Will low code solve developer shortages
|Michael Peres in Low Code No Code Thursday, September 1, 2022|
Michael Peres (Mikey Peres) goes into detail about low-code and if low-code is enough to solve the developer shortage gaps, to what extent the developer shortage is a people problem, what new approaches to hiring look like, and how to hire the right people.
A 2021 McKinsey survey found that 87% of US companies were seeing a developer shortage or were expecting one within the next few years, and skills and labor shortages are top on the list of CEOs' concerns. With the US Bureau of Labor Statistics predicting a 1.2 million shortfall in developers in the next four years it is clear something needs to do. However, in a time of such change many are saying the traditional approaches are not necessarily going to address the challenges, calling for a new approach. Low-code is often hailed as the solution to bridge the gap between the demand and supply of developers but to what extent can it solve the developer shortage and what other options are out there?
2021 was the first time ever that the supply outpaced the demand for software engineers. While the pandemic caused many organizations’ digital transformation projects put on hold with staff forced to work from home, this also led to a surge in cloud adoption and innovation as organizations had to find new ways for teams to work remotely. Both the amount of change and responsiveness to the huge disruptions has meant that there have not been enough developers to keep up with the digital transformation needs of businesses.
How far is low-code bridging the developer shortage gaps?
Low code and no code platforms have often been cheered on as the solution to the talent shortage with many saying they are the fix to the talent shortage problem, but many of these platforms are built primarily for the 28 million professional developers from around the world. They can be helpful in accelerating development lifecycles and bringing teams together and helping with security and compliance but they are nonetheless aimed at those who understand coding, app architectures, and the different scripting languages.
However, some low-code tools are being designed to help citizen developers or business technologists like analysts and project managers who do not have formal coding experience to enable them to still be able to develop apps. It is thought that more than half of all medium to large-sized companies will adopt low-code by 2023 and Forrester’s number one inquiry on low-code is how to establish, govern, and scale citizen development. Low-code developer programs are increasing, aiming to teach people the basics of the platforms, workflows, and interfaces. While these people will not become project leads it will alleviate some of the need to bring in professional developers.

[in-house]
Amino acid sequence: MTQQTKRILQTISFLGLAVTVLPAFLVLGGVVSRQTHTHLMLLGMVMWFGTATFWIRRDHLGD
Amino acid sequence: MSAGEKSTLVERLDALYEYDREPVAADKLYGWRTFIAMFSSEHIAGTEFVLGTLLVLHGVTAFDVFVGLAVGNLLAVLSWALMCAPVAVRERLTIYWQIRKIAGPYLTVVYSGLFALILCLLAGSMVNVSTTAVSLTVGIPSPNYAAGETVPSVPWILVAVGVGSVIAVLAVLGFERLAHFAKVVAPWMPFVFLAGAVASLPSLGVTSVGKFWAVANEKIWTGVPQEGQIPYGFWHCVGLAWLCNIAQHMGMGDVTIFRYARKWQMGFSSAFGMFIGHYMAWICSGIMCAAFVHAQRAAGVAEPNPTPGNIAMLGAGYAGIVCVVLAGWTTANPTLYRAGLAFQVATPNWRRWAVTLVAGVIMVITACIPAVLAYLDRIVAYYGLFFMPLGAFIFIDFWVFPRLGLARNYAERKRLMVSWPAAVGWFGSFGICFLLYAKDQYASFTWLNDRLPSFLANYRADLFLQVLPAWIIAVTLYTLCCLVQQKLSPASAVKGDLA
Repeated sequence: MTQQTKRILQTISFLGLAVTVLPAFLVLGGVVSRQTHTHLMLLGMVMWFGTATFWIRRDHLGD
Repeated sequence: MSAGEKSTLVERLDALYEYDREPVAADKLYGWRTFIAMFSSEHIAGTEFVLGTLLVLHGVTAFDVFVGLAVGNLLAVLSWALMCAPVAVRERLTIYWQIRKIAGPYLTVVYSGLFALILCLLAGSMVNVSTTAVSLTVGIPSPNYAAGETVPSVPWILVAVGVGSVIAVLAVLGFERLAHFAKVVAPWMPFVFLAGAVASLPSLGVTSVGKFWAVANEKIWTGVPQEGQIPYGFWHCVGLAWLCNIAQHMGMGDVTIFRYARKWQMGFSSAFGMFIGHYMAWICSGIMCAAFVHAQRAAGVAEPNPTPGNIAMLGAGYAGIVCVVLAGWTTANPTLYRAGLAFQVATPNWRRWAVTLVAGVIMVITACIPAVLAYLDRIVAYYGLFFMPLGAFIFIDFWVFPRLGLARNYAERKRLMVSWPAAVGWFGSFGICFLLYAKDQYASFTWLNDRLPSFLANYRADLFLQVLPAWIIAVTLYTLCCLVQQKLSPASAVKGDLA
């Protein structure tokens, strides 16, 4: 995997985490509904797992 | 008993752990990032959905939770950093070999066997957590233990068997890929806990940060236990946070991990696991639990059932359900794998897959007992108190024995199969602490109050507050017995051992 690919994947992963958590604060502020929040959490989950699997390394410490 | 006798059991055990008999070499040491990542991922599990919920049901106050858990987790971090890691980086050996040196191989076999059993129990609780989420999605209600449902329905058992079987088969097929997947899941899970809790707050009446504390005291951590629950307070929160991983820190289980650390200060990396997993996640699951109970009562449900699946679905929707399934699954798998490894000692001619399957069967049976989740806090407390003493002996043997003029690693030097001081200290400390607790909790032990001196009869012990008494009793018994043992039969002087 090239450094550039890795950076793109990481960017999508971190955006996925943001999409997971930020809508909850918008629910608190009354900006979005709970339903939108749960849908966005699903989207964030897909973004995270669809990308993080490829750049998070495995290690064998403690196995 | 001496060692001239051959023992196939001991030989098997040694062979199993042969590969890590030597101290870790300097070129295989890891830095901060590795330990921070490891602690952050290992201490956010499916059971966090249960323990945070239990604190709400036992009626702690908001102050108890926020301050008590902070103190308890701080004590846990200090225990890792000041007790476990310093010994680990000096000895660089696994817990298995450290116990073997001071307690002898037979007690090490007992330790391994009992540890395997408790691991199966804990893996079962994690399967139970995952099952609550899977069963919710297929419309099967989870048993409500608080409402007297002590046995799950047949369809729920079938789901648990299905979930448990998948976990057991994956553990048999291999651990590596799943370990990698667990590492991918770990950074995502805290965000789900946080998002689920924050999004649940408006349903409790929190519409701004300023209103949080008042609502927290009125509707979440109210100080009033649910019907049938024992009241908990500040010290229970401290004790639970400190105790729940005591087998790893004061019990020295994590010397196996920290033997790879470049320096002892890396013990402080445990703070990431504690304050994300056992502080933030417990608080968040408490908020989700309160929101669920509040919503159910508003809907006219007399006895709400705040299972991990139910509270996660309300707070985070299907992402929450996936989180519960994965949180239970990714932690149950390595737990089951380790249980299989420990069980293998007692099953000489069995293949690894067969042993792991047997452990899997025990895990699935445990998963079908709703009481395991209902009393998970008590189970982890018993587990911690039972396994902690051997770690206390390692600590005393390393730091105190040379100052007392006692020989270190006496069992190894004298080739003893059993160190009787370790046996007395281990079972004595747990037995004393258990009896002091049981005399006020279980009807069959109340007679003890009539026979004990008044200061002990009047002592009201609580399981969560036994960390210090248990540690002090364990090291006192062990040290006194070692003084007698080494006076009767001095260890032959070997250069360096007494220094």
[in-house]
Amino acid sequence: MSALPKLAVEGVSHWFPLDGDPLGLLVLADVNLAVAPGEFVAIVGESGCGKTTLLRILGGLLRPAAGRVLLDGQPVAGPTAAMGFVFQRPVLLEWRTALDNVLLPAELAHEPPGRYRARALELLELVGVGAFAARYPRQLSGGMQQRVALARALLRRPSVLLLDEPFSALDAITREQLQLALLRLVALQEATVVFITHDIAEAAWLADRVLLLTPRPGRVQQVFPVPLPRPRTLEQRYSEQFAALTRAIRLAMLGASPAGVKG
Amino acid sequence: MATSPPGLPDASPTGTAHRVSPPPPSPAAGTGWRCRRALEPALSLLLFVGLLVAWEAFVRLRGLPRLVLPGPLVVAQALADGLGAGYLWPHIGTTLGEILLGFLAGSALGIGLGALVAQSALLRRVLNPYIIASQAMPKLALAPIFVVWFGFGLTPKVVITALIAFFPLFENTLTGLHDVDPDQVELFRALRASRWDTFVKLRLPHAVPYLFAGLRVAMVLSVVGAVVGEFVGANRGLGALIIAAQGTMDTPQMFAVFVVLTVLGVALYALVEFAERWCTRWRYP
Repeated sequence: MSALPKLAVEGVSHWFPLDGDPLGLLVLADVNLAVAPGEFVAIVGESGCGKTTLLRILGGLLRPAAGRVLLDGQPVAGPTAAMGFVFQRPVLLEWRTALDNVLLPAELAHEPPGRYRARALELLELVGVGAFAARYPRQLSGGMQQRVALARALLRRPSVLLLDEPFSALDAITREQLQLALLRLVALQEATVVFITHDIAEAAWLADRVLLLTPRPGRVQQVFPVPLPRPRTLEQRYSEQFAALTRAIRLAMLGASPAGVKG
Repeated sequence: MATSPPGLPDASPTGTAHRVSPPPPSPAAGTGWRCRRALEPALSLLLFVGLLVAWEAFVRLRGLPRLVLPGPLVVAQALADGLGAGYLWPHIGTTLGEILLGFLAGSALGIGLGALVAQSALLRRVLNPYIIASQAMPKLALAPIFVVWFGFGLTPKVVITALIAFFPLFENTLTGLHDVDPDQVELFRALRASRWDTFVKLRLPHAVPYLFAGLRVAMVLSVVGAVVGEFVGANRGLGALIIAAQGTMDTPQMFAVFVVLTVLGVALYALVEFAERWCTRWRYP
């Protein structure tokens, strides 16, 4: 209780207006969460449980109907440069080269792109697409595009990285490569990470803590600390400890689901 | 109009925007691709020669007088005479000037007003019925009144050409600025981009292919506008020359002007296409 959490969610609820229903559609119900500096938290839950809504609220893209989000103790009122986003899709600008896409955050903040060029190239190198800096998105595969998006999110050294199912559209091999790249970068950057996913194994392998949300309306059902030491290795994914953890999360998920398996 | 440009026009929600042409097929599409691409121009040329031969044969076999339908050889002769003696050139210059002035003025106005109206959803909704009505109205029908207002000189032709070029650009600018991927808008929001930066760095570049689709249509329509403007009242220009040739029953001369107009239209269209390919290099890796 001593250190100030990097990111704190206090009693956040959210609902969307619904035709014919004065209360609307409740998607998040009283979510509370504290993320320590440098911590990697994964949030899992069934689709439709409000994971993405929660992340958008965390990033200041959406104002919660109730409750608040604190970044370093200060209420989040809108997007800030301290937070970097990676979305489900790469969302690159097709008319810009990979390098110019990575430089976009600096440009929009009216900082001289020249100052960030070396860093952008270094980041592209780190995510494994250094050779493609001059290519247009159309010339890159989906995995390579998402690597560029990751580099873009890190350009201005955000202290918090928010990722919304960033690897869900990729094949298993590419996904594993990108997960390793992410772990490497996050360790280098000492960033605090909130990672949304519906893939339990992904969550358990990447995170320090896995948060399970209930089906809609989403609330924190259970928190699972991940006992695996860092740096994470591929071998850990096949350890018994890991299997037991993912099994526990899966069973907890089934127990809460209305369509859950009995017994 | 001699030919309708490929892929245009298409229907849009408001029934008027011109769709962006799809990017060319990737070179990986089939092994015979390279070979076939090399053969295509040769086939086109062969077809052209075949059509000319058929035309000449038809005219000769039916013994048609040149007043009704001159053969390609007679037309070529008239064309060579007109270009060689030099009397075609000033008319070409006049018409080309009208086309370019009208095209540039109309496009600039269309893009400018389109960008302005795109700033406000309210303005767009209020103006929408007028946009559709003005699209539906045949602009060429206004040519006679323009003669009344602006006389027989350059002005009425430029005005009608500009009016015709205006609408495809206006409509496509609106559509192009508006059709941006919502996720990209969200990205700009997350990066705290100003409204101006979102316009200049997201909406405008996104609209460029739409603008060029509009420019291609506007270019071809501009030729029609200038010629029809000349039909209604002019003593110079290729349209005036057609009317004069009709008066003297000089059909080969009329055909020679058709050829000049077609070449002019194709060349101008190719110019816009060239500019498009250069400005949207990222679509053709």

The salary prospects of low-code developers are also good with many reporting base salaries of $100,000 or more. In fact, a survey of 400 developers conducted by Appian found that more low-code developers reported a salary of at least $100,000 compared to high-code only developers. However, many high-code developers also have an understanding of low-code. Nonetheless, low-code developers are predicted to have a compound annual growth rate of 40.4%, which is three times the rate for the general developer population. The majority of respondents also felt that low code enables faster delivery of projects.
Where does low-code fall short?
Low code tools do have a place in the market and are particularly useful in the web development industry. Out-of-the-box solutions do save people a considerable amount of time and money. After all, it does not make sense to create proprietary systems for a fairly common website, for instance. However, there is a risk of constantly tearing down and rebuilding instead of building on the current foundation without a strong long-term vision of what is trying to be achieved.
Even with low-code becoming more popular, the tools still need to be created and maintained by developers who understand the coding languages. Developing modern-day applications is complex requiring the developer to navigate many requirements. Mitigating the risks of security issues, ensuring the high availability of mission-critical applications, and navigating the complexities of the cloud are just a few of the challenges they face. Nevertheless, citizen developers cannot address these with just low-code. So, while there is a place for low-code, it will only get you so far.
To what extent is the developer shortage a people problem?
While low-code can help equip citizen developers with tools, it does not replace the need for developers. However, one of the challenges organizations are facing is retaining talent. The Reveal "Top Software Development Challenges for 2022" survey found that the key challenges organizations were experiencing maintaining current talent, not enough time to get work done, increased customer demands, and working with limited resources.